In the present study, parental education was an important determinant of children's nutritional status. Children of patients with tertiary education were more likely to be obese while those whose parents had secondary or lower form of education tend to have undernutrition. The reason could be because parents without good education may not be able to afford healthy nutritious food for their children from the arrays of available food items. Parents who are better educated are more likely to be empowered financially. It's been reported that affluence is associated with overnutrition among children in developing nations like Nigeria [14]. Maternal Literacy is also an important determinant of the nutritional status of children. In the present study, a lower prevalence of undernutrition was found in children of mothers with tertiary education. This is comparable to findings by other authors who reported that higher maternal education improves the nutritional status of school children [7-11]. Alderman and Luc in Ethiopia observed that mothers with secondary education and above had a positively significant effect on the anthropometric scores of their children when compared with uneducated mothers [15]. Immink and Payongayong in Guatemala also identified maternal literacy status as an important risk factor for growth failure in children [16]. Similarly, Babar et al. in Pakistan documented higher rates of malnutrition among children of illiterate mothers compared to literate mothers [4]. This can be explained by the fact that mothers who are educated are more likely to be gainfully employed and usually have easier access to information on healthy feeding for their children. In addition, they tend to have an opinion in terms of allocation of family income in favour of the children. They are also better informed on safe and hygienic practices, water resources and seek early treatment of infections when they occur.


In the present study, the prevalence of overweight and obesity in children of mothers with tertiary education was noted to be higher than the prevalence in children whose mothers had secondary education and below. This is similar to the findings by Babar et al. in Pakistan [4]. These mothers with high purchasing power are likely to afford expensive fast foods and high-calorie diets which will increase the risk of overweight and obesity in their children. As expected, paternal education was also found to be closely associated with malnutrition. Children of fathers with secondary education and below were more wasted and underweight than children of fathers with tertiary education. This was in keeping with findings of some authors in Pakistan who documented higher rates of stunting and underweight in children whose fathers had secondary education and below than children of fathers with tertiary education [4, 17]. The reverse was the case for overweight and obesity which was found to be higher among the children of fathers with tertiary education than in the children whose fathers had secondary education and below. Socioeconomic status is also an important determinant of child nutritional status. It affects access to culturally appropriate and affordable food, thus affecting the quality of the diet. Stunting, underweight and wasting were significantly higher among children from lower socioeconomic class than those of the upper class. This was similar to the findings of several authors worldwide. In Onitsha, southeastern Nigeria, Ndukwu et al found that children from lower social class were more stunted than their upper-class counterparts [18]. Other Nigerian studies also reported higher rates of stunting and underweight in children from lower socioeconomic class than in those from the upper class [19]. In the present study, prevalence of overweight and obesity were found to be significantly higher among children from upper social class than their counterparts from the lower socioeconomic class. This is comparable to findings by several authors worldwide. However, this relationship between obesity and socioeconomic status varies across countries. For instance, the risk of obesity is more prevalent in upper socioeconomic class in Russia and China, while in the USA, obesity is more prevalent in the lower socioeconomic class [20, 21]. This has been attributed to the fact that in people of low socioeconomic status, food deprivation or fear of deprivation can lead to overeating when food is available [22].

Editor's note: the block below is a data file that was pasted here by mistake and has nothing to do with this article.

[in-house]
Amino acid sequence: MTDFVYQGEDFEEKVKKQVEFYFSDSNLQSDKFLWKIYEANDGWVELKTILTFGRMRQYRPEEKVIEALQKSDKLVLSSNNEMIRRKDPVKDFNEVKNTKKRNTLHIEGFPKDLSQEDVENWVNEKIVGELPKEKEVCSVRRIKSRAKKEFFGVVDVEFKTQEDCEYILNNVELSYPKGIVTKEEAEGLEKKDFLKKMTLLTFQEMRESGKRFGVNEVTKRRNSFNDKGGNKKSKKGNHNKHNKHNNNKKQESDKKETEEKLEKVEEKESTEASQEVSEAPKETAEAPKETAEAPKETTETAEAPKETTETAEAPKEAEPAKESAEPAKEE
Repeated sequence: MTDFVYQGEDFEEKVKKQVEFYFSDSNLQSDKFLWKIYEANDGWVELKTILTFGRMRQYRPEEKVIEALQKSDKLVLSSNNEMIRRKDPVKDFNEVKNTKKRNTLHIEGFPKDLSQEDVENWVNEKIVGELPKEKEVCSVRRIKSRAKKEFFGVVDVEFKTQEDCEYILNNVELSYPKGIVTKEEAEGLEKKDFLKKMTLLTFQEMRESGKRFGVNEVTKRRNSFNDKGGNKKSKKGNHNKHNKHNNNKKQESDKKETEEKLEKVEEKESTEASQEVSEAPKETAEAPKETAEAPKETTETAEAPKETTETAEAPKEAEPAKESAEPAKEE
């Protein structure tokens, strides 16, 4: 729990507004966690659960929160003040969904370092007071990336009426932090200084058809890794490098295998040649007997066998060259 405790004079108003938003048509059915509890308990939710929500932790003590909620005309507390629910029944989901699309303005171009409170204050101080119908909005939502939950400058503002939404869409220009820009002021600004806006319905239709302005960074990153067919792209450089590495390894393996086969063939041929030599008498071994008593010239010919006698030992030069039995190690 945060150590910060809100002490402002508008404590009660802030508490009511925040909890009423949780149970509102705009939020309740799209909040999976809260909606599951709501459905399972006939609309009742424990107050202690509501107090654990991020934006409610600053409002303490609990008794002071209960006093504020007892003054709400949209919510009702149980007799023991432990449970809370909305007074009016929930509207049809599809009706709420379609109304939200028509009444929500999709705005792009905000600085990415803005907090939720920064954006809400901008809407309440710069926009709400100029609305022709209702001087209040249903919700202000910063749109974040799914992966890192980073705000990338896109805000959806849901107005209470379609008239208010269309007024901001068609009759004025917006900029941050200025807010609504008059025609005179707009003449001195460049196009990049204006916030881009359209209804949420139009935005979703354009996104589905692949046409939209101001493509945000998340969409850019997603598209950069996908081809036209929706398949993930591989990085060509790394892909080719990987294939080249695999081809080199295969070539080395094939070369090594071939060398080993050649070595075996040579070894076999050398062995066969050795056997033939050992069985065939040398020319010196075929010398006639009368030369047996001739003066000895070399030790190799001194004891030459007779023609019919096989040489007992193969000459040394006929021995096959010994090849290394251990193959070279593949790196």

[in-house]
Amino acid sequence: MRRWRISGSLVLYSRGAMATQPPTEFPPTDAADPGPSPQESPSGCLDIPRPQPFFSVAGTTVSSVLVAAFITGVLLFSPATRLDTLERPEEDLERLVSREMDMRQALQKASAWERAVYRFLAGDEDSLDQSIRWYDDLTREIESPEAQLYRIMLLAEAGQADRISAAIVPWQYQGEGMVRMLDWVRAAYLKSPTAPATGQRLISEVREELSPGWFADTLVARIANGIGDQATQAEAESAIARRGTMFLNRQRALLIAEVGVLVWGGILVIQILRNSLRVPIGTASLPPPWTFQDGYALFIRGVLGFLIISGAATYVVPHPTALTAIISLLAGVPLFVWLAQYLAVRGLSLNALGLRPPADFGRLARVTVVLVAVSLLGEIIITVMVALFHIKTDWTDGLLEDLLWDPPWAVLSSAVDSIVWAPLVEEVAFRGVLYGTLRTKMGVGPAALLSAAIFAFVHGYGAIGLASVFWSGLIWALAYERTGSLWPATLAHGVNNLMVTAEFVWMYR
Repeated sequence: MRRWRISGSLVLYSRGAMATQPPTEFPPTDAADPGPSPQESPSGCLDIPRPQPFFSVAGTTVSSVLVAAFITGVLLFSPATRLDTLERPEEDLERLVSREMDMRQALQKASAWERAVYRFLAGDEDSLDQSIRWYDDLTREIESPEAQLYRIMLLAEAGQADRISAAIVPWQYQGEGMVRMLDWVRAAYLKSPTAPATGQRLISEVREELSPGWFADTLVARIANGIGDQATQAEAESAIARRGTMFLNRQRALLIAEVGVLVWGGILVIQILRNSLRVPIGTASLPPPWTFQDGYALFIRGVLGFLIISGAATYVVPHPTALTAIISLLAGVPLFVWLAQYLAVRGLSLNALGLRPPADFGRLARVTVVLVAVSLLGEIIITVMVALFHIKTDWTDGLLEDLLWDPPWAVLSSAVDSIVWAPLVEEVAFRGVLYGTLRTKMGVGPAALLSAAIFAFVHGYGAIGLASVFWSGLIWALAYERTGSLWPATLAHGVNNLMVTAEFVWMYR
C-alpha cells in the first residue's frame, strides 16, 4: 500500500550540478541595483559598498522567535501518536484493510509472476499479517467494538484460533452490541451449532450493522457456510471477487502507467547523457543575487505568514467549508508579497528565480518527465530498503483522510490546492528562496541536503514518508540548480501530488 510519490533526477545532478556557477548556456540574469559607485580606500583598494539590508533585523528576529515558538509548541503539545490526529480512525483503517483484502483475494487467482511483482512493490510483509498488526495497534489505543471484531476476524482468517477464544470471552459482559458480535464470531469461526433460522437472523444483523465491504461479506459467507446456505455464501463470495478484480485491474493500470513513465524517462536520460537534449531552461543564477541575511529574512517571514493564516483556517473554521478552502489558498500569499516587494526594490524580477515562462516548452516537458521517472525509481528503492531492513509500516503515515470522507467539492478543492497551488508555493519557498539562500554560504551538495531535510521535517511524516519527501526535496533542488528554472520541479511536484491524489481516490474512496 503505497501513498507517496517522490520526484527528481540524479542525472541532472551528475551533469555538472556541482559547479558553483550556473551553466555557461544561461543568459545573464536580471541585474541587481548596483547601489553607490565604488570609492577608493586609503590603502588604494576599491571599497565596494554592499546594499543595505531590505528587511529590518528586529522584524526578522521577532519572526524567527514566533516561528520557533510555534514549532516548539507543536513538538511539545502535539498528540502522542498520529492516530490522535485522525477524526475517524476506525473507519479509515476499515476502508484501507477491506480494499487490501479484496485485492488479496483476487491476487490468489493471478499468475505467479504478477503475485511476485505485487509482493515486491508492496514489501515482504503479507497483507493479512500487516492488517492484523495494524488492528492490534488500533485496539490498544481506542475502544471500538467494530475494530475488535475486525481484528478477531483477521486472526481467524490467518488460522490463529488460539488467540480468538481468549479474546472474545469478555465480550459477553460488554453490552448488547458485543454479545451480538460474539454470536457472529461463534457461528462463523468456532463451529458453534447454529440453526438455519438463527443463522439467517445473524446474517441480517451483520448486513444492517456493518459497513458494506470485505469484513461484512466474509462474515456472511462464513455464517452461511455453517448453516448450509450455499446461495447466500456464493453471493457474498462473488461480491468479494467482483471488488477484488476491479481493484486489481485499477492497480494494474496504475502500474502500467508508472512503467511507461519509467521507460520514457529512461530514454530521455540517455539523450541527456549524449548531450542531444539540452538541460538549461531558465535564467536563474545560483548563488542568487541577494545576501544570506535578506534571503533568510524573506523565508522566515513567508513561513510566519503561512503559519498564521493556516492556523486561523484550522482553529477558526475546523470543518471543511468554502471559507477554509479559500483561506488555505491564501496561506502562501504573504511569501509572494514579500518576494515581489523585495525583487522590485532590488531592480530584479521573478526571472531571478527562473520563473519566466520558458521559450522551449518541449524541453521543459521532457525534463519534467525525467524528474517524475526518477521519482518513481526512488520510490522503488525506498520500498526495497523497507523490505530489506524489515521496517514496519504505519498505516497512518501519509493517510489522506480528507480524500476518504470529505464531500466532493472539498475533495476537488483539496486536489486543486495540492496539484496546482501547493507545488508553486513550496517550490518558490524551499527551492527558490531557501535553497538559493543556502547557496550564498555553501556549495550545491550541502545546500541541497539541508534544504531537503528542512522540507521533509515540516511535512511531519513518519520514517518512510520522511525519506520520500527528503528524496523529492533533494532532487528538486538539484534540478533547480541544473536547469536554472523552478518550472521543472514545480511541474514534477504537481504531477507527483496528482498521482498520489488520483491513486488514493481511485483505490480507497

Conclusion Up    Down

Overweight and obesity appear to be emerging as nutritional problems especially among children from upper socioeconomic class. It is therefore pertinent that caregivers and their children are educated on the benefits of optimal nutrition and balanced diet.

What is known about this topic

  • Overnutrition does occur among children is a known public health challenge in developed countries;
  • It is more common among children from poor socioeconomic background in developed countries.

What this study adds

  • Confirms rising incidence of overnutrition among children from developing countries;
  • Unlike developed countries, higher socioeconomic status contributes to the rising incidence.



Competing interests Up    Down

The authors declare no competing interests.



Authors’ contributions Up    Down

All authors read and agreed to the final version of this manuscript and equally contributed to its content and to the management of the case.



Tables Up    Down

Table 1: socio-demographic characteristics of the study subjects in private and public schools

Table 2: effect of maternal educational status on the nutritional status of the study population

Table 3: effect of paternal educational status on the nutritional status of the study population

Table 4: relationship between socioeconomic class and nutritional status of the study population (upper class vs. other classes)

Table 5: relationship between socioeconomic class and nutritional status of the study population (lower vs. other classes)